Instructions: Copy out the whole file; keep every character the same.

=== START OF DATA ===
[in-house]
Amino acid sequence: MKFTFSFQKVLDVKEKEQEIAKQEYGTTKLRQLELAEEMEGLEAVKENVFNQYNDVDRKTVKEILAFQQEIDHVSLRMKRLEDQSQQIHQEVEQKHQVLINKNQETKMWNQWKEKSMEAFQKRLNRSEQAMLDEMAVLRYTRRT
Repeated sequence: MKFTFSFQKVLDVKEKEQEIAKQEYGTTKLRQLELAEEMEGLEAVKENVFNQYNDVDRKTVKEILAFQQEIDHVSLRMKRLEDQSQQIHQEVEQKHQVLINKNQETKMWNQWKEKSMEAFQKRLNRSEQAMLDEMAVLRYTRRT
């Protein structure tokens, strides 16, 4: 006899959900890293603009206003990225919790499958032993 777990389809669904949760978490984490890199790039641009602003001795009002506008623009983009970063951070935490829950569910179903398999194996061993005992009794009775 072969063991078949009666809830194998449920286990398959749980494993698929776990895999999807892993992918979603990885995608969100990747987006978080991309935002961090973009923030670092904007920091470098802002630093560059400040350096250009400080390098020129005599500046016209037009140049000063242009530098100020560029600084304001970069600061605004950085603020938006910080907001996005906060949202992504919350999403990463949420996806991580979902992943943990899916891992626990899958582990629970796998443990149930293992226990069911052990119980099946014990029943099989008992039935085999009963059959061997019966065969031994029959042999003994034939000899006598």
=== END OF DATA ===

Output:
[in-house]
Amino acid sequence: MKFTFSFQKVLDVKEKEQEIAKQEYGTTKLRQLELAEEMEGLEAVKENVFNQYNDVDRKTVKEILAFQQEIDHVSLRMKRLEDQSQQIHQEVEQKHQVLINKNQETKMWNQWKEKSMEAFQKRLNRSEQAMLDEMAVLRYTRRT
Repeated sequence: MKFTFSFQKVLDVKEKEQEIAKQEYGTTKLRQLELAEEMEGLEAVKENVFNQYNDVDRKTVKEILAFQQEIDHVSLRMKRLEDQSQQIHQEVEQKHQVLINKNQETKMWNQWKEKSMEAFQKRLNRSEQAMLDEMAVLRYTRRT
């Protein structure tokens, strides 16, 4: 006899959900890293603009206003990225919790499958032993 777990389809669904949760978490984490890199790039641009602003001795009002506008623009983009970063951070935490829950569910179903398999194996061993005992009794009775 072969063991078949009666809830194998449920286990398959749980494993698929776990895999999807892993992918979603990885995608969100990747987006978080991309935002961090973009923030670092904007920091470098802002630093560059400040350096250009400080390098020129005599500046016209037009140049000063242009530098100020560029600084304001970069600061605004950085603020938006910080907001996005906060949202992504919350999403990463949420996806991580979902992943943990899916891992626990899958582990629970796998443990149930293992226990069911052990119980099946014990029943099989008992039935085999009963059959061997019966065969031994029959042999003994034939000899006598």